Competitiveness of Economies as Defined by Billionaires and Multinationals

Germany has slipped from 3rd to 7th place of the most competitive countries in the world. This emerged from the Global Competitiveness Index of the World Economic Forum (WEF) 2019. In theory, according to the forum, a good ranking means high long-term growth potential. In reality, it measures something quite different – something that is closely related to the interests of this powerful lobby of the largest multinationals.

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What the German government must do now to turn around an unsustainable economy

Germany’s economic output contracted in the second quarter and most indications point to a worsening in the third quarter, which is just halfway through. The culprit is only superficially Donald Trump with his trade wars. The German economy has been on an unsustainable path in several respects. Now the government is called upon to act courageously and intelligently to ensure that a deep restructuring crisis is avoided.

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The World Economic Forum is slowly taking over the UN

The World Economic Forum (WEF) and the United Nations (UN) have signed a Memorandum of Understanding to intensify their cooperation. The UN seems embarrassed  – for good reason. It is another step in its self-disempowerment of the UN and another milestone for the club of multinationals on the way to its declared goal – world domination. Sounds exagerated? Read for yourself what the World Economic Forum is writing on the subject.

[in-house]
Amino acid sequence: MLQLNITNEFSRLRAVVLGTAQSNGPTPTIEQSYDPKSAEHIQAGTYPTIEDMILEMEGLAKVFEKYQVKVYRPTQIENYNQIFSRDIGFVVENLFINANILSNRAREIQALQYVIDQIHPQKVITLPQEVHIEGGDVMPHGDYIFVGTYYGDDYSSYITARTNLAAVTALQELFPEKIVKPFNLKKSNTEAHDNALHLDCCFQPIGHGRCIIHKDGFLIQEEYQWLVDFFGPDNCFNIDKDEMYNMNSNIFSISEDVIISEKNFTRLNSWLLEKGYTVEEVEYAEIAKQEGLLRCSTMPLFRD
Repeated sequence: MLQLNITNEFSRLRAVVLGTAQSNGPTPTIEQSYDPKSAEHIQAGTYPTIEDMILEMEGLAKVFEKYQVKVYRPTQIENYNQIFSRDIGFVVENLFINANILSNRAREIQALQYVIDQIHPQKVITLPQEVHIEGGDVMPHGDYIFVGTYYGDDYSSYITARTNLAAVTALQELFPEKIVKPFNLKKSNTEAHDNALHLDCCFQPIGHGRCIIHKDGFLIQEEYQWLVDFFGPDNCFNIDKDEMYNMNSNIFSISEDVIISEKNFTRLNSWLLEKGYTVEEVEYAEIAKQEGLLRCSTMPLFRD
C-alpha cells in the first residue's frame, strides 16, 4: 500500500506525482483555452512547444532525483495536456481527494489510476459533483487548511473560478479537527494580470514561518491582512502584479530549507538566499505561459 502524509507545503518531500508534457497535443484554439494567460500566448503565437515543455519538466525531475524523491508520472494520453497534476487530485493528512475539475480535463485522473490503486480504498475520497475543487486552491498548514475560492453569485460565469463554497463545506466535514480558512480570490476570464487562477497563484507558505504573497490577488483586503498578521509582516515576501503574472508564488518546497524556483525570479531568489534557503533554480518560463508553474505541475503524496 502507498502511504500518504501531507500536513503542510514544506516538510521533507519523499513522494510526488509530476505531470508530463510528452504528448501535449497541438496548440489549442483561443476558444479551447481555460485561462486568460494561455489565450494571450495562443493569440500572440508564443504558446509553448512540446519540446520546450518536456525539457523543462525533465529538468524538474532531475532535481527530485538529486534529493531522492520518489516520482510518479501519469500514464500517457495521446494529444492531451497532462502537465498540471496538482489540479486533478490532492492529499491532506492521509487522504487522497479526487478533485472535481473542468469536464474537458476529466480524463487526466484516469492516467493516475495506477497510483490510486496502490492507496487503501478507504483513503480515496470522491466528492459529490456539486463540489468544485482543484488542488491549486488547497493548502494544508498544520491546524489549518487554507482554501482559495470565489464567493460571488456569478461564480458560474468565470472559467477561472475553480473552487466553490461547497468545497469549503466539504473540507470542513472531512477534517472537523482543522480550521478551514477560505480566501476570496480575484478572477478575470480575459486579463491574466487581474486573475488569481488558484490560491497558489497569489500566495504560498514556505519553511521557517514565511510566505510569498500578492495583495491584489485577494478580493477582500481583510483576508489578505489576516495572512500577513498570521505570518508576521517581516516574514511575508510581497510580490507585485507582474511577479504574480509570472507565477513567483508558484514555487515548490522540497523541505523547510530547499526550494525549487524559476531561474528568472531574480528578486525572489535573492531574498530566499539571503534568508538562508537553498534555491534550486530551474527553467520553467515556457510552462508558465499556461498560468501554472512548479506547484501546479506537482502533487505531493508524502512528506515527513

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European Court of Justice to decide if public institutions have a right to refuse cash

On 27 March, the highest administrative court in Germany, the Bundesverwaltungsgericht, has referred my case to the European Court of Justice (ECJ) in Luxembourg. I have insisted to pay my legally required contributions to public radio and TV with the legal tender, euro cash. This is not possible according to their regulations. The Bundesverwaltungsgericht has ruled that there is indeed a requirement for all public institutions to accept cash based on §14 of the Bundesbank Act, which makes euro-banknotes legal tender. However, they will ask the ECJ to clarify, if this law is in agreement with higher ranking European law.

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